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Appendix 3


Registration can be considered from two perspectives:

i) Registration with a statutory regulatory body, for example the Health Professions Council (for radiographers, clinical scientists) or Nursing and Midwifery Council (for midwife sonographers, nurse sonographers). All sonographers with an approved UK award in radiography as their initial qualification are expected to be registered with the Health Professions Council. Sonographers who trained in the UK and whose route into ultrasound practice was not via radiography should be registered with the HPC or other statutory health regulatory body, if this is possible.

In 2008 The SCoR formally applied to the Health Professions Council (HPC) for sonography to become a regulated profession and „sonographer‟ to become a protected title. In October 2009 the Chief Executive of the Health Professions Council wrote to the Secretary of State for Health recommending regulation, subject to consideration being given to two points relating to a report for the Department of Health on the extension of professional regulation. It could still be several years before the legislative process is completed, however. 

ii) Registration with the College of Radiographers through accreditation of level of practice and via the Public Voluntary Register of Sonographers which was opened in 2007 in connection with the above application to the HPC.  All qualified sonographers, including those registered with UK statutory regulatory bodies, should register with the Public Voluntary Register of Sonographers which is maintained by the College of Radiographers. This was set up jointly by the College of Radiographers and the United Kingdom Association of Sonographers to support the application in 2008 for 'sonographer' to become a legally protected title, and 'sonography' a statutorily regulated profession. This voluntary register is also open to those sonographers who are involved in fields such as teaching, management and research.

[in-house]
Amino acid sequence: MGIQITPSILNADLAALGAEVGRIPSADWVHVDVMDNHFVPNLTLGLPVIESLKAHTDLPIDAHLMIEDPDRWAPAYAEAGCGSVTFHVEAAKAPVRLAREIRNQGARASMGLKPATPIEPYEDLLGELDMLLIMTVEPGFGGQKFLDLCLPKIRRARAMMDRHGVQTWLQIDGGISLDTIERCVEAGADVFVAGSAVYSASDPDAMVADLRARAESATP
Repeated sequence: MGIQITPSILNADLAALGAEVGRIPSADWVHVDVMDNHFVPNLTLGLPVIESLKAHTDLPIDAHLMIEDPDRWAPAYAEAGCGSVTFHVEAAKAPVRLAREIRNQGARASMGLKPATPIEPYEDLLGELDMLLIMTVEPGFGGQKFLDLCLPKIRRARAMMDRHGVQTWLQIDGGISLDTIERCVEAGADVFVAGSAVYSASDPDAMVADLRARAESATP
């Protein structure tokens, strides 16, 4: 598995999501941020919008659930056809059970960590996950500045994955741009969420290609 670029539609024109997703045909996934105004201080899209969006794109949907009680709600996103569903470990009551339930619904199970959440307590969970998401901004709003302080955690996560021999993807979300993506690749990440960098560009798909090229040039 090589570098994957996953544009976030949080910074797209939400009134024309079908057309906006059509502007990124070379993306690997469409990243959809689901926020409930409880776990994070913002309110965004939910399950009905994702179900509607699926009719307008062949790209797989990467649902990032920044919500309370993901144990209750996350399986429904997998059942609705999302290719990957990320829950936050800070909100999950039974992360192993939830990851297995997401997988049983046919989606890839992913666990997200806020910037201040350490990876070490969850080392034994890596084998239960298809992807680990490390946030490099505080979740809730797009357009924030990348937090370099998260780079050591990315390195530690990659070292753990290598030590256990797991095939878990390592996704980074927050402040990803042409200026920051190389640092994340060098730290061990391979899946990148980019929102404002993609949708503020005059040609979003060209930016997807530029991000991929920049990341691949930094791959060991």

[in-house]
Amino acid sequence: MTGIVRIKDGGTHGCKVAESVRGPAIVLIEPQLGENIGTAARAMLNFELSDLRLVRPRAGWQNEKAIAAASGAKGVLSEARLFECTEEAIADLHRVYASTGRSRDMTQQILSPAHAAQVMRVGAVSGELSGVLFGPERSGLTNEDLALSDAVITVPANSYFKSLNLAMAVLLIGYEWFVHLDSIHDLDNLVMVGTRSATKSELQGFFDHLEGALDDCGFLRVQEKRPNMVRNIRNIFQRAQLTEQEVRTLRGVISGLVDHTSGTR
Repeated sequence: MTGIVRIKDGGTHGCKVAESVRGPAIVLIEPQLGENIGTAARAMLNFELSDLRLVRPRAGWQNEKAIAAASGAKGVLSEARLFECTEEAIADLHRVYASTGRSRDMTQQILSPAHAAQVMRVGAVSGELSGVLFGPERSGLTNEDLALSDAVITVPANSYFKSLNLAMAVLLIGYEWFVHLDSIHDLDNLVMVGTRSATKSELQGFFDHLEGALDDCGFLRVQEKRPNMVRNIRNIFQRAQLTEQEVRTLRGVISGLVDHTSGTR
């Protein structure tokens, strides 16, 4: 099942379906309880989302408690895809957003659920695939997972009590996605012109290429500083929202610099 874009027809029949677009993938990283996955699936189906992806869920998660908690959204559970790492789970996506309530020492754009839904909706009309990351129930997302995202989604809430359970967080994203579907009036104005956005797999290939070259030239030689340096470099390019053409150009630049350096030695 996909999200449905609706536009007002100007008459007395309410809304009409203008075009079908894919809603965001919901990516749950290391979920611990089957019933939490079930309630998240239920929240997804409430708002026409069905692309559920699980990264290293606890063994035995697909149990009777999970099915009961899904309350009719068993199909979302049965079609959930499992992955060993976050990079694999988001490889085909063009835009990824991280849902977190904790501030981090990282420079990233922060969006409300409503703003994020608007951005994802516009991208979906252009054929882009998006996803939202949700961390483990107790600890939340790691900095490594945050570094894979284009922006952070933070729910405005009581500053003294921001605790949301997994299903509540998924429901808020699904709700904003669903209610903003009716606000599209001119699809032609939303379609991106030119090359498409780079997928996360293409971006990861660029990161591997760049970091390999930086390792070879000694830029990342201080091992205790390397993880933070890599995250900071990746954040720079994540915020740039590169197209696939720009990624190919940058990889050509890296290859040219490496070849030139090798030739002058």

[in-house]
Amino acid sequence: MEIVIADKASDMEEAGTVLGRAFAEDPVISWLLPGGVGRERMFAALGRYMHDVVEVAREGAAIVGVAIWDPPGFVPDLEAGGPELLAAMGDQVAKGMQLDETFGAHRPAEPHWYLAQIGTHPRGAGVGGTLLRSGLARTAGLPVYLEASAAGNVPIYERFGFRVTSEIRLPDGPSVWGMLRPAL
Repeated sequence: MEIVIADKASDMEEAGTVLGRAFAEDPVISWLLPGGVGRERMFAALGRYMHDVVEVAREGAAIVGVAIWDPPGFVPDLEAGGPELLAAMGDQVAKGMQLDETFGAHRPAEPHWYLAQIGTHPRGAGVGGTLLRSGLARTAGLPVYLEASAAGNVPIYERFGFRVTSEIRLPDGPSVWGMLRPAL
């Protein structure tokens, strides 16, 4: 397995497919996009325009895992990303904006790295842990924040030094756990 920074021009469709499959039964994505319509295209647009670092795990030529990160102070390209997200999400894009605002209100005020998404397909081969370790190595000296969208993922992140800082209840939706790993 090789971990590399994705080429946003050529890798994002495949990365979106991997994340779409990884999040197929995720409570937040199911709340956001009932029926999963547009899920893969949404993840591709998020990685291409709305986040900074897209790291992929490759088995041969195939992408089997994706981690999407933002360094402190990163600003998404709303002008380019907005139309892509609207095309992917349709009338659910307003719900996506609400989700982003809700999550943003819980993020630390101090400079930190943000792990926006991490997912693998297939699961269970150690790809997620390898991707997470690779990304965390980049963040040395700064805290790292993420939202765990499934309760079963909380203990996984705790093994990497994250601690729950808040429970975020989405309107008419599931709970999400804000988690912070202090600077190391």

In most cases, sonographers will be able to register with one of the statutory healthcare regulators as in (i) above. However, it should be noted that there is no current legal requirement for a sonographer to be registered with a statutory regulatory body. Hence, there is no statutory requirement for an employer to make this a pre-requisite for employment.

Where employers insist on registration, this will mean that they will not be able to recruit sonographers who may be able to demonstrate they are suitably qualified and competent but,  through no fault of their own, cannot be registered at present.

Sonographers from overseas may be eligible to register with the HPC as a radiographer or a clinical scientist, for example, or other regulatory body such as the NMC as a midwife. Whether they are registered or not to practice ultrasound in the UK they would be expected to demonstrate to a potential employer that they have met the standards equivalent to those of a CASE accredited PgC, PgD or MSc qualified sonographer. Individual NHS Trusts, Health Boards and other employers should have mechanisms in place to ensure that these standards are being met. 

Society and College of Radiographers    The Scope of Practice in Medical Ultrasound  SCoR

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